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AERs in Aphasia: Severity and Improvement

This study has been completed.
Sponsor:
ClinicalTrials.gov Identifier:
NCT00013442
First Posted: March 16, 2001
Last Update Posted: January 21, 2009
The safety and scientific validity of this study is the responsibility of the study sponsor and investigators. Listing a study does not mean it has been evaluated by the U.S. Federal Government. Read our disclaimer for details.
Information provided by:
VA Office of Research and Development
  Purpose
Over one million persons in the United States are aphasic subsequent to a stroke. Most of the individuals improve through spontaneous recovery and treatment. However, there are no precise methods for predicting which patients will improve and, for those who do, how much improvement will occur. There is a need to improve prognostic precision in aphasia. The purpose of this investigation is to test the precision of auditory evoked responses (AERs) to provide a prognosis for improvement in aphasia subsequent to a left hemisphere thromboembolic infarct. We hypothesize that the presence, absence, and pattern of the AER responses will predict severity of aphasia and prognosis for improvement. Phonemic, phonologic, semantic, and syntactic language tasks will be used to elicit AERs, including the auditory late response, the mismatch negativity response (MMN), the N400, and the P600.

Condition Intervention Phase
Stroke Procedure: Auditory Evoked Response Phase 2

Study Type: Observational
Study Design: Time Perspective: Prospective
Official Title: AERs in Aphasia: Severity and Improvement

Resource links provided by NLM:


Further study details as provided by VA Office of Research and Development:

Estimated Enrollment: 20
Study Start Date: January 2000
Study Completion Date: December 2002
Detailed Description:

Over one million persons in the United States are aphasic subsequent to a stroke. Most of the individuals improve through spontaneous recovery and treatment. However, there are no precise methods for predicting which patients will improve and, for those who do, how much improvement will occur. There is a need to improve prognostic precision in aphasia. Currently employed prognostic methods miss improvement levels by substantial margins. Prognostic information could have a great economic and social impact on patients, their families, and their treatment.

The purpose of this investigation is to test the precision of auditory evoked responses (AERs) to provide a prognosis for improvement in aphasia subsequent to a left hemisphere thromboembolic infarct. We hypothesize that the presence, absence, and pattern of the AER responses will predict severity of aphasia and prognosis for improvement. Phonemic, phonologic, semantic, and syntactic language tasks will be used to elicit AERs, including the auditory late response, the mismatch negativity response (MMN), the N400, and the P600. Twenty moderately aphasic subjects, 20 severely aphasic subjects, and 20 age-matched, normal subjects will be tested. All aphasic subjects will be evaluated with the AER test battery and a language test battery: Western Aphasia Battery (WAB), Porch Index of Communicative Ability (PICA), the Token Test (TT), the Auditory Comprehension Test for Sentences (ACTS), and the ASHA Functional Assessment of Communication Skills for Adults (ASHA FACS). All tests will be repeated in 6 and 12 weeks, during which the aphasic subjects will receive treatment. Aphasic subjects will receive follow-up testing 3 and 6 months after the treatment phase is completed. The patterns of the AERs will be examined. Correlations and analyses of variance (ANOVAs) will be used to assess the relationships between AER measures and improvement in aphasia quantified by behavioral measures. A multiple regression technique will be used to determine the best predictor(s) of improvement in aphasia. Correlations and analyses of variance (ANOVAs) will be used to assess the relationship between AER measures and severity of aphasia. Correlations and assessment of composite CT/MRI reconstructions for subject groups will be used to determine the relationship between size (correlations) and site of lesion, AERs, and severity and improvement in aphasia.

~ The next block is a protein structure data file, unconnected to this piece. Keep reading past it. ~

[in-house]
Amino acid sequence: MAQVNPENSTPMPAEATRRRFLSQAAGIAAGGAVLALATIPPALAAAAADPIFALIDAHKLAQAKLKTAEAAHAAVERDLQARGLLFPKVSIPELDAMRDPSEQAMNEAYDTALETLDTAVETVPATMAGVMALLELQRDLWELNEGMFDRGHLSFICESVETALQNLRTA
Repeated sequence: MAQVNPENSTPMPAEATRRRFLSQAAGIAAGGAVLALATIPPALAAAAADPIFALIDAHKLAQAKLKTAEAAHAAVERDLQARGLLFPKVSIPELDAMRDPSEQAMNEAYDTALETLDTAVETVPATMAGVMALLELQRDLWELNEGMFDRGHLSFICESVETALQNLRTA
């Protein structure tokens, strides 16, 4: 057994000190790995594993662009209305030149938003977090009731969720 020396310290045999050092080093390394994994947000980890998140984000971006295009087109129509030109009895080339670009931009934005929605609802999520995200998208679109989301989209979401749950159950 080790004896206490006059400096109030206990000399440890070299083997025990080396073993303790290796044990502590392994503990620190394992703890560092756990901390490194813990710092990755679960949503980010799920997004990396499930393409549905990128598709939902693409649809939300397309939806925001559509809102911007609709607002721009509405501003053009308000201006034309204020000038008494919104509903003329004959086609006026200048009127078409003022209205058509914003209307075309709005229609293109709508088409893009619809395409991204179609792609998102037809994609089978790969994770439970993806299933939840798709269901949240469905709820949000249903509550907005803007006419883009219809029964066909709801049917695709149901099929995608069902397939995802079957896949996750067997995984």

Eligibility

Information from the National Library of Medicine

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Ages Eligible for Study:   18 Years and older   (Adult, Senior)
Sexes Eligible for Study:   All
Accepts Healthy Volunteers:   No
Criteria
Stroke patients
  Contacts and Locations
Information from the National Library of Medicine

To learn more about this study, you or your doctor may contact the study research staff using the contact information provided by the sponsor.

Please refer to this study by its ClinicalTrials.gov identifier (NCT number): NCT00013442


Locations
United States, Tennessee
VAMC, Nashville
Nashville, Tennessee, United States
Sponsors and Collaborators
VA Office of Research and Development
Investigators
OverallOfficial: John Fryer, Ph.D., Asst. Director Department of Veterans Affairs, Program Analysis and Review Section (PARS), Rehabilitation Research & Development Service
OverallOfficial: Nancy Rocheleau, Program Analyst Department of Veterans Affairs, Program Analysis and Review Section (PARS), Rehabilitation Research & Development Service
  More Information

ClinicalTrials.gov Identifier: NCT00013442     History of Changes
Other Study ID Numbers: C2133R
First Submitted: March 14, 2001
First Posted: March 16, 2001
Last Update Posted: January 21, 2009
Last Verified: January 2001

Keywords provided by VA Office of Research and Development:
Aphasia, auditory evoked, aging

Additional relevant MeSH terms:
Aphasia
Speech Disorders
Language Disorders
Communication Disorders
Neurobehavioral Manifestations
Neurologic Manifestations
Nervous System Diseases
Signs and Symptoms